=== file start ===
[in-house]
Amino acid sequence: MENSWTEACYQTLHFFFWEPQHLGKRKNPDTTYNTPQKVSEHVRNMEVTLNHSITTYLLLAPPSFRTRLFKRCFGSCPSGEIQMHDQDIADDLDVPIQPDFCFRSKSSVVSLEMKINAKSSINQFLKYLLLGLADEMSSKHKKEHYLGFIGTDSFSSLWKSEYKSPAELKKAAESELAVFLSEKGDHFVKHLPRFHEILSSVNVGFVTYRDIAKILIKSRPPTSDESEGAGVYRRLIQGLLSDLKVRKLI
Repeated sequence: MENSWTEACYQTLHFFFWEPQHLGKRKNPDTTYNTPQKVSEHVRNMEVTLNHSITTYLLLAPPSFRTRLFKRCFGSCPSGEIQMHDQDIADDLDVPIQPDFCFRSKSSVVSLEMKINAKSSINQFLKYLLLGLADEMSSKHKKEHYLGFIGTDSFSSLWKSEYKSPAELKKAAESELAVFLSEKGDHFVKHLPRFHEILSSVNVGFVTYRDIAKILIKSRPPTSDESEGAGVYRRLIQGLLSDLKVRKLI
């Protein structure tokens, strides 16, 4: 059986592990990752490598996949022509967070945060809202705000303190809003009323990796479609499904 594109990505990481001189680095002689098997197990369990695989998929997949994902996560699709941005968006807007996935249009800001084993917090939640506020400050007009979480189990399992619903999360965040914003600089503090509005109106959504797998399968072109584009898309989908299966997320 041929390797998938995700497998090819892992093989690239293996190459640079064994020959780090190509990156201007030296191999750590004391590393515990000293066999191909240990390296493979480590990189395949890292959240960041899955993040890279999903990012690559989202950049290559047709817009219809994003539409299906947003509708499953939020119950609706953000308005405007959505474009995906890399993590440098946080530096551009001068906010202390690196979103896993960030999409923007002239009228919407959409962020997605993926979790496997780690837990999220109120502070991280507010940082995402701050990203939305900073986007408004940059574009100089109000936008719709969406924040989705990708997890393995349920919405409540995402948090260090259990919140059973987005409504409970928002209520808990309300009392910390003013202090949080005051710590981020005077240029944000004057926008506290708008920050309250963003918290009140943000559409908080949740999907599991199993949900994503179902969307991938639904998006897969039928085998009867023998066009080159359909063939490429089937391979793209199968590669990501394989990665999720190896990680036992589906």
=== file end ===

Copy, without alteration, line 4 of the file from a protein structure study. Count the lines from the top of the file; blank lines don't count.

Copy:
């Protein structure tokens, strides 16, 4: 059986592990990752490598996949022509967070945060809202705000303190809003009323990796479609499904 594109990505990481001189680095002689098997197990369990695989998929997949994902996560699709941005968006807007996935249009800001084993917090939640506020400050007009979480189990399992619903999360965040914003600089503090509005109106959504797998399968072109584009898309989908299966997320 041929390797998938995700497998090819892992093989690239293996190459640079064994020959780090190509990156201007030296191999750590004391590393515990000293066999191909240990390296493979480590990189395949890292959240960041899955993040890279999903990012690559989202950049290559047709817009219809994003539409299906947003509708499953939020119950609706953000308005405007959505474009995906890399993590440098946080530096551009001068906010202390690196979103896993960030999409923007002239009228919407959409962020997605993926979790496997780690837990999220109120502070991280507010940082995402701050990203939305900073986007408004940059574009100089109000936008719709969406924040989705990708997890393995349920919405409540995402948090260090259990919140059973987005409504409970928002209520808990309300009392910390003013202090949080005051710590981020005077240029944000004057926008506290708008920050309250963003918290009140943000559409908080949740999907599991199993949900994503179902969307991938639904998006897969039928085998009867023998066009080159359909063939490429089937391979793209199968590669990501394989990665999720190896990680036992589906």